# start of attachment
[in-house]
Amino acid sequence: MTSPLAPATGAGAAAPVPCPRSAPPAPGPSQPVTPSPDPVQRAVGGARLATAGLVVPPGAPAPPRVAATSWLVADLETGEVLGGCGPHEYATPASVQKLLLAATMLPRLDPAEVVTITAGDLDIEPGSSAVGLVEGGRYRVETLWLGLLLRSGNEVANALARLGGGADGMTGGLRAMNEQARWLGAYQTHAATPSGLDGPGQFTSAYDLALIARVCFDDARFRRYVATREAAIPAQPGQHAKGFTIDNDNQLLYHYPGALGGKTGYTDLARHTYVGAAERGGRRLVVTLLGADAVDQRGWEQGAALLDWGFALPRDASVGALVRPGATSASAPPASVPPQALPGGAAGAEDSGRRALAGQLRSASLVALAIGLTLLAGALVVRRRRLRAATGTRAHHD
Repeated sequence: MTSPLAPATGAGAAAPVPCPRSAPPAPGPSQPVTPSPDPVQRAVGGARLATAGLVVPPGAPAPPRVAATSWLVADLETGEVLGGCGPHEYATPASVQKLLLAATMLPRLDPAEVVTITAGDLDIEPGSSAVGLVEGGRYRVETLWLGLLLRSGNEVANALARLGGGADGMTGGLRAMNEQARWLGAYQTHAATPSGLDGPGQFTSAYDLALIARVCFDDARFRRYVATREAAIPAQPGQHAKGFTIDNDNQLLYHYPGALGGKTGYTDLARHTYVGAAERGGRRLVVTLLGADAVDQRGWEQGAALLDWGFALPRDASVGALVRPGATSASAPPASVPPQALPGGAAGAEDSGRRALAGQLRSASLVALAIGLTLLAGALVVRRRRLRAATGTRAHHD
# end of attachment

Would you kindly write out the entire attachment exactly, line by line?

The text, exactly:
[in-house]
Amino acid sequence: MTSPLAPATGAGAAAPVPCPRSAPPAPGPSQPVTPSPDPVQRAVGGARLATAGLVVPPGAPAPPRVAATSWLVADLETGEVLGGCGPHEYATPASVQKLLLAATMLPRLDPAEVVTITAGDLDIEPGSSAVGLVEGGRYRVETLWLGLLLRSGNEVANALARLGGGADGMTGGLRAMNEQARWLGAYQTHAATPSGLDGPGQFTSAYDLALIARVCFDDARFRRYVATREAAIPAQPGQHAKGFTIDNDNQLLYHYPGALGGKTGYTDLARHTYVGAAERGGRRLVVTLLGADAVDQRGWEQGAALLDWGFALPRDASVGALVRPGATSASAPPASVPPQALPGGAAGAEDSGRRALAGQLRSASLVALAIGLTLLAGALVVRRRRLRAATGTRAHHD
Repeated sequence: MTSPLAPATGAGAAAPVPCPRSAPPAPGPSQPVTPSPDPVQRAVGGARLATAGLVVPPGAPAPPRVAATSWLVADLETGEVLGGCGPHEYATPASVQKLLLAATMLPRLDPAEVVTITAGDLDIEPGSSAVGLVEGGRYRVETLWLGLLLRSGNEVANALARLGGGADGMTGGLRAMNEQARWLGAYQTHAATPSGLDGPGQFTSAYDLALIARVCFDDARFRRYVATREAAIPAQPGQHAKGFTIDNDNQLLYHYPGALGGKTGYTDLARHTYVGAAERGGRRLVVTLLGADAVDQRGWEQGAALLDWGFALPRDASVGALVRPGATSASAPPASVPPQALPGGAAGAEDSGRRALAGQLRSASLVALAIGLTLLAGALVVRRRRLRAATGTRAHHD